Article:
Another example of lacking Complementarity in policy that we were about seeing was the purported attempt of government to increase VAT, even after we are yet to see the returns on their corporate tax cuts. This also would have only resulted in stifling the growth intended for businesses, despite the tax remedies they were granted, because production is essentially consumption driven.

Also, in granting exemptions, government seemed to have failed in discriminating its major revenue sources of tax with no direct bearing on the larger population, from those which impacted consumers more directly. For instance, any growth contributed by the mining sector is generally removed from the direct economic impacts on the larger populace, apart from the tax revenues gained from this sector. So why would government grant huge exemptions to such mining concerns, and hence lose the revenue that it would have obtained thereof to provide the goods for the commons?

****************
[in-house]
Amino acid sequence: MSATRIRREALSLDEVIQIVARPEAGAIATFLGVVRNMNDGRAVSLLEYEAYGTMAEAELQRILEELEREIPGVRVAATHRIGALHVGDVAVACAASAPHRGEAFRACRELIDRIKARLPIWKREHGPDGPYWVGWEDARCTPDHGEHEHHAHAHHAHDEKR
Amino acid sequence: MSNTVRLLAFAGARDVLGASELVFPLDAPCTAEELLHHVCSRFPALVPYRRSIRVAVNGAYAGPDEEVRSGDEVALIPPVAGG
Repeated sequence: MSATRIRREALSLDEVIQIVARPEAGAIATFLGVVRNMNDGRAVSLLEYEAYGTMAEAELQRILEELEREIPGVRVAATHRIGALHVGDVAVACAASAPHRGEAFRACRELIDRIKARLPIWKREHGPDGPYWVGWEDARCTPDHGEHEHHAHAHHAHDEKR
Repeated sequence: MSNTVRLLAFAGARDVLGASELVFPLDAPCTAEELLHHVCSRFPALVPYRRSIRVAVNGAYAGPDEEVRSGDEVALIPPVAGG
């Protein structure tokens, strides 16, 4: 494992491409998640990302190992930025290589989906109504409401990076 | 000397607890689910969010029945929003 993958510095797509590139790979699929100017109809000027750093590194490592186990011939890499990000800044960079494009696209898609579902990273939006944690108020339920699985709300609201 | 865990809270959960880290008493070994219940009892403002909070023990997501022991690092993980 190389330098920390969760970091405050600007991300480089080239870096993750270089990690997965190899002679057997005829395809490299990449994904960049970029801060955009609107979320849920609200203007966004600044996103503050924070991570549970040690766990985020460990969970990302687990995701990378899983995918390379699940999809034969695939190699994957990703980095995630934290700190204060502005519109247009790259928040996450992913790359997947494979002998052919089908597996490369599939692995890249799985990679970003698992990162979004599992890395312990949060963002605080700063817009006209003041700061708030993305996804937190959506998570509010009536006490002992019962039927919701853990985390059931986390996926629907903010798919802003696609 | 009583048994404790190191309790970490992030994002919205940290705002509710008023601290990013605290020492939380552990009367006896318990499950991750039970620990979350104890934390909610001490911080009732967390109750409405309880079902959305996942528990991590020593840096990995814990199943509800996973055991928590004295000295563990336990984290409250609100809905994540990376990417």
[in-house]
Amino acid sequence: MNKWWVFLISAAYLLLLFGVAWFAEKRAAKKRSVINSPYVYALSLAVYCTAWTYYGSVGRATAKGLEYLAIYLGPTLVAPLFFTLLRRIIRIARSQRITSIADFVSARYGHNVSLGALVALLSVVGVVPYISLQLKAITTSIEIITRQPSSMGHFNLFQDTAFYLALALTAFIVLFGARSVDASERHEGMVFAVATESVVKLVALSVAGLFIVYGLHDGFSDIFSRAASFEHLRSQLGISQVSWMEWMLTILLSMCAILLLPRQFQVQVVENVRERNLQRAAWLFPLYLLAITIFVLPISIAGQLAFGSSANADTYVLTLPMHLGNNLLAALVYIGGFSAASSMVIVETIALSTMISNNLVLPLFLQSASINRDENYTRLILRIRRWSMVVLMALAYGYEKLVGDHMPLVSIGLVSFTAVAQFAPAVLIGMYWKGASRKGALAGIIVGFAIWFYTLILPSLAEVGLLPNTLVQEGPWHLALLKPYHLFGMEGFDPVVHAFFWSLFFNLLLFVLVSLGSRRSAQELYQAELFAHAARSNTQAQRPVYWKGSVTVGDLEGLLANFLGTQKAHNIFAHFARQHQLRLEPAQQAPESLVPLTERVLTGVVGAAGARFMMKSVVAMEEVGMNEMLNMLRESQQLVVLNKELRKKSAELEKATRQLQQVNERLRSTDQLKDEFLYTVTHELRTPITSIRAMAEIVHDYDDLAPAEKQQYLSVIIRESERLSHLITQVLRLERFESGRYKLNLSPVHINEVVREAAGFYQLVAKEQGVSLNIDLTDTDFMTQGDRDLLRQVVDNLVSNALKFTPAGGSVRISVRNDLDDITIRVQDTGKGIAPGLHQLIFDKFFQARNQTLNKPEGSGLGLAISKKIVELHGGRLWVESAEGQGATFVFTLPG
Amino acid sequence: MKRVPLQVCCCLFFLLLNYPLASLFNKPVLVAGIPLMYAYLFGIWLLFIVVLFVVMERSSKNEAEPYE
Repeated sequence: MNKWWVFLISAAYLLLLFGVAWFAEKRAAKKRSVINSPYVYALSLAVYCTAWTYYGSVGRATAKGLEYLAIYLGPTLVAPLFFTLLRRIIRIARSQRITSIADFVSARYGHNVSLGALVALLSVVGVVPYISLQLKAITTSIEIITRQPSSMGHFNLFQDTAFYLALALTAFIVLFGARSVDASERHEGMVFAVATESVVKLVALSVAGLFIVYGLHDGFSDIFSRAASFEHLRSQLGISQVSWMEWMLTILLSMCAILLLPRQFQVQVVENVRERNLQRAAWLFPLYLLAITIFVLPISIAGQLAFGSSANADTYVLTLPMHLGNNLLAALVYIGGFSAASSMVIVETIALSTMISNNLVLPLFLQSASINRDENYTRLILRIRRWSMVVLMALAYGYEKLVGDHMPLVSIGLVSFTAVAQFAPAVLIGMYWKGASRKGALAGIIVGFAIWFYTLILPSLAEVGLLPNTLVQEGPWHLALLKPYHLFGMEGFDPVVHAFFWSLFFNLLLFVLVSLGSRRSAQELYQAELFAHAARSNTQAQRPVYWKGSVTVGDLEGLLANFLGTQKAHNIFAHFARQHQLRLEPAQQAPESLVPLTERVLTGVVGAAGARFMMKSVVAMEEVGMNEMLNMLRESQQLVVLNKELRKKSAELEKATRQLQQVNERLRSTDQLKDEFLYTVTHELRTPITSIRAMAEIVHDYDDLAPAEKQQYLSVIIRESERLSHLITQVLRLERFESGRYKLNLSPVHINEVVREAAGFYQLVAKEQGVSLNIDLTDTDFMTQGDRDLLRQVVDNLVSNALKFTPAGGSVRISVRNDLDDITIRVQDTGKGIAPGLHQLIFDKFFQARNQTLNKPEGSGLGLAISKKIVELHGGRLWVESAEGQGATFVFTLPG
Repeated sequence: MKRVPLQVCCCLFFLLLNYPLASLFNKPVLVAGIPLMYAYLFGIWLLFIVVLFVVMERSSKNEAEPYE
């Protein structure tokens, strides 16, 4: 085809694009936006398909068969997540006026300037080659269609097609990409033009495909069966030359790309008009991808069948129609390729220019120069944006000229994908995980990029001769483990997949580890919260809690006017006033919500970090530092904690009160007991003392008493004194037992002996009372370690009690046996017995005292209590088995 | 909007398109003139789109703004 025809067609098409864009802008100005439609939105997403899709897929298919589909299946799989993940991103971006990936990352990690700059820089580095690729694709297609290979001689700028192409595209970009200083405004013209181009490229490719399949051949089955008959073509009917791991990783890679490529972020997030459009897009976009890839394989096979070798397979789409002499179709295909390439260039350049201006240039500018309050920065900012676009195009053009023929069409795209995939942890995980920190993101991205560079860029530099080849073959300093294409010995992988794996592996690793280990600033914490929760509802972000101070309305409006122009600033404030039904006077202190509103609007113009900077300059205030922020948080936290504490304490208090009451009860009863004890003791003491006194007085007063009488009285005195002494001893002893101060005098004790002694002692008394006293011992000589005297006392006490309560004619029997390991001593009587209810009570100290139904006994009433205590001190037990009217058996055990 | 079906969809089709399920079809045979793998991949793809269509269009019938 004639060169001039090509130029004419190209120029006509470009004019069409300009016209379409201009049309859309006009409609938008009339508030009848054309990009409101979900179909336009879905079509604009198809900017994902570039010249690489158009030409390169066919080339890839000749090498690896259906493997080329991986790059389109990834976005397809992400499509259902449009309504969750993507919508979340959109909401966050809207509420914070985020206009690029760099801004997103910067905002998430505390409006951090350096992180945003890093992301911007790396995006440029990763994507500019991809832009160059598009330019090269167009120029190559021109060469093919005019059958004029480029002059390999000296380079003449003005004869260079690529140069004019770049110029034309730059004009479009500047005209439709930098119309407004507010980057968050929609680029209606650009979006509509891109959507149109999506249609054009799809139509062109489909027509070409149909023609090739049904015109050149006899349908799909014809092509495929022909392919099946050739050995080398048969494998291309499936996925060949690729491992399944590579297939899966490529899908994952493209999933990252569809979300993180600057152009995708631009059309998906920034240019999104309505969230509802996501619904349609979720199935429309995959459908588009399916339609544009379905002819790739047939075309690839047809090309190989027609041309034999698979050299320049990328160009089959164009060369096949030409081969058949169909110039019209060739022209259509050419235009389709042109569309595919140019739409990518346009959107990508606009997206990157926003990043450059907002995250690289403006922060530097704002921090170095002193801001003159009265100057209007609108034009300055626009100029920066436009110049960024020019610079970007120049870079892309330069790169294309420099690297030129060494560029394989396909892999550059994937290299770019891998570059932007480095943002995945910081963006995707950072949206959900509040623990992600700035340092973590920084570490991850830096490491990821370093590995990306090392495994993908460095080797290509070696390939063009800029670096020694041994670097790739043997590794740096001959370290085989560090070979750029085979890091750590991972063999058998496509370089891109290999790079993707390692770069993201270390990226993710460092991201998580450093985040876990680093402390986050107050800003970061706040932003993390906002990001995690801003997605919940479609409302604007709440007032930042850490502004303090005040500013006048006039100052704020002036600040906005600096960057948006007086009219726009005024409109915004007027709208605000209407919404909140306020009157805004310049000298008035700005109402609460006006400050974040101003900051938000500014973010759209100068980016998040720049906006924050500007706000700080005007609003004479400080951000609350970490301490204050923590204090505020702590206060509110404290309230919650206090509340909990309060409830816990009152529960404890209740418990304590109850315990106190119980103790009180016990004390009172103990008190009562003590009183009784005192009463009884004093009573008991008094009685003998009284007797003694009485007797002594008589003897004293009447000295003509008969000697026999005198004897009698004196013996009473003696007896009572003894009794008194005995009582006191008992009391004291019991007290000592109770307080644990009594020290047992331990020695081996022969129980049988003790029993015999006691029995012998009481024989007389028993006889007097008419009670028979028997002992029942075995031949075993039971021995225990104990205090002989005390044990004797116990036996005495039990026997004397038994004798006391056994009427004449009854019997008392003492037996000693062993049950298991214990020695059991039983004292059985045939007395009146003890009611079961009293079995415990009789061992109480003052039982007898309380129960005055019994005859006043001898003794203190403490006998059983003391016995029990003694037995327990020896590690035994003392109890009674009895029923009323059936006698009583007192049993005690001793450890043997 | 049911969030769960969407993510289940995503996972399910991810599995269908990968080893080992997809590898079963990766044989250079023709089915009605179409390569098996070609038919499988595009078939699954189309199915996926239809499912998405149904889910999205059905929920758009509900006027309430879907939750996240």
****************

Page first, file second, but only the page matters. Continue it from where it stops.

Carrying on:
The last time a mining company asked for a similar exemption was in 2016; their argument? To enable them retain employees. Clock in to 2018, and that same company was downsizing and laying off the workers that it was supposed to protect with the said exemption. So it then becomes curious that this government will also be granting similar exemptions; and seeks to impose the burden of any net deficit in revenue on ordinary consumers.

While we see government efforts at play, it is important that these efforts are given a collective strategic outlook, so that we don’t have a cocktail of interventions which may only end up working at cross purposes.

My thoughts!